Ken West

Ken West
Ken West

Living with sickle cell disease

Ken West was born with sickle cell disease. Both of Ken’s parents had sickle cell trait, which made them carriers of the gene, but they never had the disease. Ken has one sibling, a younger brother, who does not have sickle cell disease or sickle cell trait. “I didn’t really know about it as a kid,” Ken says. “I’d have pain – sickle cell crisis – and I would go to Harborview Medical Center. I didn’t know anybody else who had it.”

Sickle cell anemia is a serious inherited condition in which the body makes an abnormal type of hemoglobin that causes red blood cells to become “c-shaped,” like a sickle. These cells are very sticky and tend to rupture in circulation resulting in chronically low red blood cell counts, or “anemia.” Sickle cell anemia is found in people of all ethnic groups but is more common in African Americans and those whose ancestors are from Middle Eastern, Mediterranean, Southeast Asian, Caribbean, Central and South American countries.

“Back when I was a kid, they didn’t have a good grasp of what sickle cell disease was. I would be put in an oxygen tent and given lots of pain killers. They understand more now,” Ken says, “even though the treatment isn’t much different. It has been 100 years since the discovery of sickle cell disease, and there have been some advancements, but much more work needs to be done.”

Sickle cell crisis

Sickle cell crisis is when the sickle-shaped red blood cells stick to other blood cells and the blood vessel wall so a “sludge” is formed that blocks the blood vessels and deprives downstream tissues of nutrients and oxygen. This can occur in any organ tissue in the body and causes severe pain. When the “crisis” begins, Ken says he can feel twinges of pain, or pain pricks, in his joints and back. That’s his signal to relax, drink fluids, and breathe. “Sometimes I can avoid a full crisis by following these techniques,” Ken says. “Best case scenario, I take ibuprofen and it all goes away.”

A sickle cell crisis can last for a few hours or up to a week. “It’s harder to alleviate pain when you’re in the middle of a crisis than if you get at it early, just as it’s starting,” Ken says. “You have to be proactive, not reactive.”

People in their teens and twenties seem to have a higher incidence of sickle cell crisis, which may be due in part to the changing hormone levels in adolescence and pressures of growing up.

As individuals with sickle cell disease grow older, the cumulative damage from recurrent crises and chronic anemia progresses to organ dysfunction and sometimes to organ failure. The organs affected can be highly variable between patients with joints, liver, kidney, heart, and lungs being commonly affected.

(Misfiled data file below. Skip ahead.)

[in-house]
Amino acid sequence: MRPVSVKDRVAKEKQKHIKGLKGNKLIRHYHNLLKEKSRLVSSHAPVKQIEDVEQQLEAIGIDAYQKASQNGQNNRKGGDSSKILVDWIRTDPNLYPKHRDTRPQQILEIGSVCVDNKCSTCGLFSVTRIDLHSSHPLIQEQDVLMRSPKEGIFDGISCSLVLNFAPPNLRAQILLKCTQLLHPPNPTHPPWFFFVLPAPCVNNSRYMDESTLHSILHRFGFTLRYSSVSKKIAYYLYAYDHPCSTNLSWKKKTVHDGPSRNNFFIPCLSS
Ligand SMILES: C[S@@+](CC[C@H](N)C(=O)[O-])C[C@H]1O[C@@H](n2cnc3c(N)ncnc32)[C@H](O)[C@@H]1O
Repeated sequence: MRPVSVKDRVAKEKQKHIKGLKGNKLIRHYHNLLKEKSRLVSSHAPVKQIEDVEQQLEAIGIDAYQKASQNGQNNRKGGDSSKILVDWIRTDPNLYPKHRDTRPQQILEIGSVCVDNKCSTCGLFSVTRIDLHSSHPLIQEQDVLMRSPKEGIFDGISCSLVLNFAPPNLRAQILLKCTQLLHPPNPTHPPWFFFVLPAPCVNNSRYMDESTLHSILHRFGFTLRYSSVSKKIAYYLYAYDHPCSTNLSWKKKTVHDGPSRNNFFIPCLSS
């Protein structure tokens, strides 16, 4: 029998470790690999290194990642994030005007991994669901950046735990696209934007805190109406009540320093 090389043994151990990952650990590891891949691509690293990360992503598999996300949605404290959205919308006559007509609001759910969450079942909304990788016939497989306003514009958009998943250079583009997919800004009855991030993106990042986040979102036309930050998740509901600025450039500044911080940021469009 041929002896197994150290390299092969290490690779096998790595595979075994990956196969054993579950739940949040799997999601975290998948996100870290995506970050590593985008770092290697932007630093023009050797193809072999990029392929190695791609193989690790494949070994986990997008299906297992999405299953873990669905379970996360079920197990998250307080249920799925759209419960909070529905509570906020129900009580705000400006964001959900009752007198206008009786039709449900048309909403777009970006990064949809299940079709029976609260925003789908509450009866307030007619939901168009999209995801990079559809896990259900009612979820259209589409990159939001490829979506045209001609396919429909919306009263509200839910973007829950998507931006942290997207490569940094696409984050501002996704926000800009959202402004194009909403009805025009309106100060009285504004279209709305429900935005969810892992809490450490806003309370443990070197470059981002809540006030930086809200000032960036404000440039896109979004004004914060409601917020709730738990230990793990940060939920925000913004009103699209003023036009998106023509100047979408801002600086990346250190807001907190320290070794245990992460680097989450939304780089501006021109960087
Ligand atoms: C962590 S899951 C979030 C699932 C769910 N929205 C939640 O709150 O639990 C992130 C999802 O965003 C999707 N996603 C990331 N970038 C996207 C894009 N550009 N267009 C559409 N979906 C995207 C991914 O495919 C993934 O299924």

The severity of the disease is highly variable between individuals, with some minimally affected and others severely affected. The reason for this is not known, but is presumed to relate to complex sets of genetic features that influence disease manifestations.

For Ken, sickle cell disease has affected his hips more than any other place in his body. He had his hips replaced in his 30s, and now in his 50s, he’s having the replacements replaced. But it can be different for other people.

Finding Seattle Cancer Care Alliance


Ken has been taking a medication called hydroxyurea for the last several years. It’s a drug that forces each red blood cell to make fetal hemoglobin instead of sickle hemoglobin, lessening the likelihood for the red cell to sickle. Hydroxyurea has other effects as well. It decreases the frequency and severity of pain episodes and reduces organ damage. It’s helped Ken a lot; he hasn’t experienced a severe sickle cell crisis in several years.

Red blood cell transfusion and exchange transfusions are also often used for those with severe disease. However, blood transfusions have complications in sickle cell disease.  Complications include iron overload and the development of antibodies against donor red blood cells. The SCCA Sickle Cell Disease Clinic was involved in the first clinical trials of a drug now routinely used that effectively removes excess transfused iron from the body. In addition, in conjunction with the Puget Sound Blood Center, the SCCA Sickle Cell Disease Clinic has initiated a protocol to reduce the likelihood of sickle cell disease patients’ developing antibodies against transfused red blood cells.

Bone marrow transplantation is another treatment for sickle cell disease, and will actually cure it, but it is not a therapy that is currently available to all patients. An exact stem cell donor match must be found and the conditioning therapy, which is actually the destruction of one’s own blood cell production and immune system leading up to the transplant is very tough on patients.

Getting involved

“As a kid, I didn’t want others to know that I had sickle cell disease,” Ken says. “And my mother was over-protective.” He didn’t want other kids to know he was different and there wasn’t much support for kids with his disease when he was young. He didn’t know any other kids growing up who had it, either.

As an adult, Ken tries to help people who are living with sickle cell disease. He is the president of the Metropolitan Seattle Sickle Cell Task Force, a community group that raises money for community outreach events like Sickle Cell Camp, where kids with the disease can associate with one another, learn about their disease, and just have fun. He also volunteers as a camp counselor when he can and volunteers for the Northwest Sickle Cell Collaborative (between Seattle Children’s, Mary Bridge Children’s Hospital in Tacoma, Odessa Brown Children’s Clinic, along with Sacred Heart Children’s Hospital, Group Health Cooperative, and Metropolitan Seattle Sickle Cell Task Force).

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